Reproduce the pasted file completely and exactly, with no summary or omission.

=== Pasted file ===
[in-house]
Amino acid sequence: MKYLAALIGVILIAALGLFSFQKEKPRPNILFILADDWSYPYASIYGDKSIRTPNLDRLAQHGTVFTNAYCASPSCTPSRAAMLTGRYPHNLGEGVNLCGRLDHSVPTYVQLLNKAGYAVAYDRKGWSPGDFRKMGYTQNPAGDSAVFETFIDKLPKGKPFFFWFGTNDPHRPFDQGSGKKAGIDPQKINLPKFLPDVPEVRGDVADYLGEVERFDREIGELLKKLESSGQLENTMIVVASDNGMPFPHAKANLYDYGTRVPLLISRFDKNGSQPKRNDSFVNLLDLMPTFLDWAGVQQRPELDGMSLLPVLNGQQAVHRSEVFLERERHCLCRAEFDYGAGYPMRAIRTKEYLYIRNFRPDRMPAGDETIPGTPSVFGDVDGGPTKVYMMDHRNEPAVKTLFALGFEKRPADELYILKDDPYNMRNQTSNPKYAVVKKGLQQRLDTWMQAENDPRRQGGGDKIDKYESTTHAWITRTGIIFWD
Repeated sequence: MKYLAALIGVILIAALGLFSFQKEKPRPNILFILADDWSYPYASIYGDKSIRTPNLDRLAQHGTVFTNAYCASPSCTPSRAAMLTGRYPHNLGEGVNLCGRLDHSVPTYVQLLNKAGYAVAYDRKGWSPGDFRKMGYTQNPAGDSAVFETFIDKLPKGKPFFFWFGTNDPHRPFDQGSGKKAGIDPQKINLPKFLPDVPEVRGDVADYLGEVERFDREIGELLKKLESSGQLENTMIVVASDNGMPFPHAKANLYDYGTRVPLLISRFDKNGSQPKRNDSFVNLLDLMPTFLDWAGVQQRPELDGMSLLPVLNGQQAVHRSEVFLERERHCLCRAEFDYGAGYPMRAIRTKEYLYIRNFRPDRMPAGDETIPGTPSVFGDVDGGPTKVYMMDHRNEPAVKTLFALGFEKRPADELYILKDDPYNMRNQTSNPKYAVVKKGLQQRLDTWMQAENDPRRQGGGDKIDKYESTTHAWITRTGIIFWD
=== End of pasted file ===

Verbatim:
[in-house]
Amino acid sequence: MKYLAALIGVILIAALGLFSFQKEKPRPNILFILADDWSYPYASIYGDKSIRTPNLDRLAQHGTVFTNAYCASPSCTPSRAAMLTGRYPHNLGEGVNLCGRLDHSVPTYVQLLNKAGYAVAYDRKGWSPGDFRKMGYTQNPAGDSAVFETFIDKLPKGKPFFFWFGTNDPHRPFDQGSGKKAGIDPQKINLPKFLPDVPEVRGDVADYLGEVERFDREIGELLKKLESSGQLENTMIVVASDNGMPFPHAKANLYDYGTRVPLLISRFDKNGSQPKRNDSFVNLLDLMPTFLDWAGVQQRPELDGMSLLPVLNGQQAVHRSEVFLERERHCLCRAEFDYGAGYPMRAIRTKEYLYIRNFRPDRMPAGDETIPGTPSVFGDVDGGPTKVYMMDHRNEPAVKTLFALGFEKRPADELYILKDDPYNMRNQTSNPKYAVVKKGLQQRLDTWMQAENDPRRQGGGDKIDKYESTTHAWITRTGIIFWD
Repeated sequence: MKYLAALIGVILIAALGLFSFQKEKPRPNILFILADDWSYPYASIYGDKSIRTPNLDRLAQHGTVFTNAYCASPSCTPSRAAMLTGRYPHNLGEGVNLCGRLDHSVPTYVQLLNKAGYAVAYDRKGWSPGDFRKMGYTQNPAGDSAVFETFIDKLPKGKPFFFWFGTNDPHRPFDQGSGKKAGIDPQKINLPKFLPDVPEVRGDVADYLGEVERFDREIGELLKKLESSGQLENTMIVVASDNGMPFPHAKANLYDYGTRVPLLISRFDKNGSQPKRNDSFVNLLDLMPTFLDWAGVQQRPELDGMSLLPVLNGQQAVHRSEVFLERERHCLCRAEFDYGAGYPMRAIRTKEYLYIRNFRPDRMPAGDETIPGTPSVFGDVDGGPTKVYMMDHRNEPAVKTLFALGFEKRPADELYILKDDPYNMRNQTSNPKYAVVKKGLQQRLDTWMQAENDPRRQGGGDKIDKYESTTHAWITRTGIIFWD